By this time we'd been thrown out of the Rock Society tent as the wind had made it unsafe and I was cold and tired, so I decided to skip Saxon (who I don't like anyway), Amon Amarth and Megadeth. I've seen Amon Amarth twice before at Bloodstock and Megadeth many times in various places. Apparently Megadeth were very good, but getting home to my family a night early was too appealing.

As usual, I'm already looking forward to next year.






Thursday, 24 July 2014

NorDev Event: An Evening of DevOps

What: NorDev: An Evening of DevOps

When: 6th August 2014, 6.30pm

Where: The King's Centre, King Street, Norwich, NR1 1PH

Sign-up: http://www.meetup.com/Norfolk-Developers-NorDev/events/178508812/



Team Foundation Server and Visual Studio Online in mixed development environments

Application and infrastructure are never as architecturally pure or simple as we would like. You can’t always rely on working in your language of choice. With this in mind we’re going to take a look at how TFS can help you with this whether you work with Java, .net or something else.

We’ll cover a number of topics including:

  • source control
  • build
  • testing
  • deployment

This talk will be aimed at developer though it shouldn’t matter what technology is being used.

Release Management with Team Foundation Server 2013 

With the shortening of delivery cycles; adoption of agile; and a focus on continuous delivery; there is a growing need to deploy application faster and more reliably. Microsoft Release Management with TFS 2013 is a new entry in this space complementing Microsoft’s existing Application Lifecycle Management offerings. This is a semi-technical demo, so it should be of interest anyone who’s involved in the release process specifically on the Windows Server Platform.

See how Release Management can:

  • Help provide faster and more consistent deployments.
  • Automate verification of deployments.Allow Single click promotion to different environments.
  • Secure releases with workflow approval release authorisation.
  • Integrate with your existing test and build processes


Chris Pont & John Nicholson 

Chris (@chrispont) and John (@ijyijohn) are both experienced developers / technical architects and have recently set up a new venture in Ipswich called IJYI (@IjyiLtd) offering bespoke development and consultancy in ALM, Team Foundation Server and SCRUM. They both have strong experience in .NET and the Microsoft ecosystem, are both certified ScrumMasters and have a huge interest in development process and the tooling that can ease transition into a more agile approach to application life cycle management.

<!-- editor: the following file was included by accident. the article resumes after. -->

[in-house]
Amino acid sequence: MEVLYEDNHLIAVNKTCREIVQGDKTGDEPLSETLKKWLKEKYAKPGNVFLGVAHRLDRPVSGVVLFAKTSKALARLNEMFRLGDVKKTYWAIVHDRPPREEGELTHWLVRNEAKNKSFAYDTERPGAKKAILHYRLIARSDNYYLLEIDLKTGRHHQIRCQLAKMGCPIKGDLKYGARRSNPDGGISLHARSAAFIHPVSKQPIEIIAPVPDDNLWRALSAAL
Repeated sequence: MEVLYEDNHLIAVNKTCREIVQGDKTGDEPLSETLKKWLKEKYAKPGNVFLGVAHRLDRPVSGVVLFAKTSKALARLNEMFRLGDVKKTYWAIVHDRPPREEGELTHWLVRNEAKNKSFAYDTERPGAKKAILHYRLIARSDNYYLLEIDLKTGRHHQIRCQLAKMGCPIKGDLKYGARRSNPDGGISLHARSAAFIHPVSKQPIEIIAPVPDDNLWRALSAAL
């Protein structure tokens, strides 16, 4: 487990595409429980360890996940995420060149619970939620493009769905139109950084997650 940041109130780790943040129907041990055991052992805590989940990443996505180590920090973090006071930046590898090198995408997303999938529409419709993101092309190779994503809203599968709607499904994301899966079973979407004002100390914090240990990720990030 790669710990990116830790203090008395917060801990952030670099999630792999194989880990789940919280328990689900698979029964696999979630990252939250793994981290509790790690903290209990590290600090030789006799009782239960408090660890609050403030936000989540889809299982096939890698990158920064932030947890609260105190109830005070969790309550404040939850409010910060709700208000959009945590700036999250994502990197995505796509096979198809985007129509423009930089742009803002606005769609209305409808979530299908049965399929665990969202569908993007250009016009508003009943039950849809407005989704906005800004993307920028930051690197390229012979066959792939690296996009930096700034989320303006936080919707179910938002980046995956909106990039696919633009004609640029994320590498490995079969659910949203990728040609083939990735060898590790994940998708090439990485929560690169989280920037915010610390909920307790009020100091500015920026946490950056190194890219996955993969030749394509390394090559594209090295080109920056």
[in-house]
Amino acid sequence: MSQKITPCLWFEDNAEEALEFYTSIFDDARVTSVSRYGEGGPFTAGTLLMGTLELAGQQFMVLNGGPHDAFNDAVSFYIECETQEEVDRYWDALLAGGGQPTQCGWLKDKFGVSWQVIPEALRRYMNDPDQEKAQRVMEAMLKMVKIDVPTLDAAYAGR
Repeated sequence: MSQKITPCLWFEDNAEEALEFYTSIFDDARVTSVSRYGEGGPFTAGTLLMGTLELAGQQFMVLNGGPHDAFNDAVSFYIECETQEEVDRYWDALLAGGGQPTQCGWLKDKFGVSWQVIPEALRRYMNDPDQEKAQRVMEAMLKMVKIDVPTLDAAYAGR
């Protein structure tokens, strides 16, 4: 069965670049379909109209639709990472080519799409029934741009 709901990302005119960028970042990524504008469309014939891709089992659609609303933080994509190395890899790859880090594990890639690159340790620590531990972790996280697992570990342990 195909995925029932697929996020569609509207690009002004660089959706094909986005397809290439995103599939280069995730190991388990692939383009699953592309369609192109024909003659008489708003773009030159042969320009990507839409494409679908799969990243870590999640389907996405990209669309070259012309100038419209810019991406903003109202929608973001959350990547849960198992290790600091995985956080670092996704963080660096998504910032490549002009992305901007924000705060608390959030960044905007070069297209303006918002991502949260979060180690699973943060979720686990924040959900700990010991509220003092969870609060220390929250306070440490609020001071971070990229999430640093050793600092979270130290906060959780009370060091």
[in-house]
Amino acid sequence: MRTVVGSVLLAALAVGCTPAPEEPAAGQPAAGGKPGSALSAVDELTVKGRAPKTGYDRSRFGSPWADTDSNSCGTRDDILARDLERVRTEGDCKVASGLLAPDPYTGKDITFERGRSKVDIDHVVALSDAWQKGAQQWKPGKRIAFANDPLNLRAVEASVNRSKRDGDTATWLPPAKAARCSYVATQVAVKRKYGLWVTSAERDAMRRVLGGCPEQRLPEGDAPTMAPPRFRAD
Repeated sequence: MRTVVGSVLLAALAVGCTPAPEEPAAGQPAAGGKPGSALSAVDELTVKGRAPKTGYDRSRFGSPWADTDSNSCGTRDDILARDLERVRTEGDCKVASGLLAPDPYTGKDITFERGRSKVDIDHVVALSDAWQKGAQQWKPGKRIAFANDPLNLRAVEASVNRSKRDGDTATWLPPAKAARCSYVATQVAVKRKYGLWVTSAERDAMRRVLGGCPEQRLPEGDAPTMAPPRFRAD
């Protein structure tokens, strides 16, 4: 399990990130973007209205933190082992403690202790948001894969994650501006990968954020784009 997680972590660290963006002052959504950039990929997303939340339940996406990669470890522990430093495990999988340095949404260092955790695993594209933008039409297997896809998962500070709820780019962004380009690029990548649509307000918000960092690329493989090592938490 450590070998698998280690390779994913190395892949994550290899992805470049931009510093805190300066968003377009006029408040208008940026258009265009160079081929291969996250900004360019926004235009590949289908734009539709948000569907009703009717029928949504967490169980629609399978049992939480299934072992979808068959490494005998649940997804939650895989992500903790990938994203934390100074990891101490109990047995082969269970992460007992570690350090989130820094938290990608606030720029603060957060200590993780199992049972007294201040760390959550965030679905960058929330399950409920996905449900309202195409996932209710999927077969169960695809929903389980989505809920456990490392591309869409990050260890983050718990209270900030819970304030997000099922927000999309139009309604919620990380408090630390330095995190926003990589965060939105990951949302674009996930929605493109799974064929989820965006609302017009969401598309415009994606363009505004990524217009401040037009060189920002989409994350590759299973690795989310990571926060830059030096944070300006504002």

MobDevCon 2014 Survey

As many of you know, this year’s MobDevCon had to be cancelled just weeks away from the conference. We wanted to release a statement to let those that had reserved tickets for the conference and were looking forward to the conference following on from the huge success of last year’s MobDevCon 2013, know the reason behind the event being cancelled. Unfortunately, even after extending the early bird tickets at reduced prices, and the sale of tickets for a further working week, there were only 10 paying delegates confirmed to attend. Add to this the sponsors, speakers and organisers this figure did rise to 40 people however we wanted to protect our relationships with the confirmed sponsors and it’s important to us to deliver on our promises. Having predicted around 100 paying delegates we felt that this would not present our sponsors with a fair return on their sponsorship investments. The low numbers of paying delegates also meant that the revenue generated from the conference would not cover its breakeven point and proved to be an unfeasible proposition for  Naked Element Ltd. to undertake.

As we’ve mentioned last year’s conference was a resounding success and we’d like to hear from you, as past attendees or members of the mobile development community, how we can make the conference a success once more and try to address the reasons behind poor ticket sales. We’ve had fantastic feedback from previous conferences and have the passion and commitment to bring the latest in mobile developments to the area and feel that there’s still life in our Mobile Development Conferences.

We would really appreciate if you would take just 1 minute out of your day to answer our questionnaire. All responses will be anonymous unless you specify otherwise and responses will be held in strict confidence. We will be taking your valuable feedback into account when organising future conferences and this will enable us to deliver what you want, how and when you want it.

Complete the questionnaire: https://www.surveymonkey.com/s/J9WT5KJ